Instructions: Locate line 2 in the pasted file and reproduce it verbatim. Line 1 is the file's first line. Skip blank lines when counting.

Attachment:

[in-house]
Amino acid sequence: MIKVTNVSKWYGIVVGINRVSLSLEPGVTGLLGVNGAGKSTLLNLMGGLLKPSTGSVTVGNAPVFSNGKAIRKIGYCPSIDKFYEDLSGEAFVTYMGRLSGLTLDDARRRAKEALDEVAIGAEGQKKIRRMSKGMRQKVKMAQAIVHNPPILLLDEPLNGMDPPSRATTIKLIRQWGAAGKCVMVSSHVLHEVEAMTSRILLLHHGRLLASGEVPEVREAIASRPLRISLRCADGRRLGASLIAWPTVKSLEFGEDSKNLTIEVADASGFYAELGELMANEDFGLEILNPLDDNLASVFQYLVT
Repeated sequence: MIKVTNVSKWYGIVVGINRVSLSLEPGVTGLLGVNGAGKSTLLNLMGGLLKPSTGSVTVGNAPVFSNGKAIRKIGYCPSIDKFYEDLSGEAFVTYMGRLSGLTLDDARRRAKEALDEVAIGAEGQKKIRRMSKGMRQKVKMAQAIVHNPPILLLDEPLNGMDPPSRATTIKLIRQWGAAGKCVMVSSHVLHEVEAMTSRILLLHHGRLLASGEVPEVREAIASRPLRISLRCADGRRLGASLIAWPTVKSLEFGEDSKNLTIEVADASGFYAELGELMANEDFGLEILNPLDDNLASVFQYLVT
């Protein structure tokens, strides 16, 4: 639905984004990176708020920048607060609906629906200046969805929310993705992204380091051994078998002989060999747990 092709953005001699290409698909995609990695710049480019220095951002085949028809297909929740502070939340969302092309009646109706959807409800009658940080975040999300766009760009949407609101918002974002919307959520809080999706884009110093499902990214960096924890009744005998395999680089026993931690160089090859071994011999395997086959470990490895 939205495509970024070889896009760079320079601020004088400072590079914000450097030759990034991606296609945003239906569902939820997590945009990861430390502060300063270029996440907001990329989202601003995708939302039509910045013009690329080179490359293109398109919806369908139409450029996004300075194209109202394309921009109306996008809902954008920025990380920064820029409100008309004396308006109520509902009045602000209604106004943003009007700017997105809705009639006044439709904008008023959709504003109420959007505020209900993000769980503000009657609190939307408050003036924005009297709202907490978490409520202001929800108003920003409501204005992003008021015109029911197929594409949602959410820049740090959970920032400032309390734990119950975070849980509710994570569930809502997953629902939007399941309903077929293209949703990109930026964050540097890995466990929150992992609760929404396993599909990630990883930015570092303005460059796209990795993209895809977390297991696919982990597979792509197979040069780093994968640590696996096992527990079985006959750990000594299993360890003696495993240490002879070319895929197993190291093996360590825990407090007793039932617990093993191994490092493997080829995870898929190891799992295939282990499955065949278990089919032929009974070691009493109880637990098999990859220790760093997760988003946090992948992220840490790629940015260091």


Amino acid sequence: MIKVTNVSKWYGIVVGINRVSLSLEPGVTGLLGVNGAGKSTLLNLMGGLLKPSTGSVTVGNAPVFSNGKAIRKIGYCPSIDKFYEDLSGEAFVTYMGRLSGLTLDDARRRAKEALDEVAIGAEGQKKIRRMSKGMRQKVKMAQAIVHNPPILLLDEPLNGMDPPSRATTIKLIRQWGAAGKCVMVSSHVLHEVEAMTSRILLLHHGRLLASGEVPEVREAIASRPLRISLRCADGRRLGASLIAWPTVKSLEFGEDSKNLTIEVADASGFYAELGELMANEDFGLEILNPLDDNLASVFQYLVT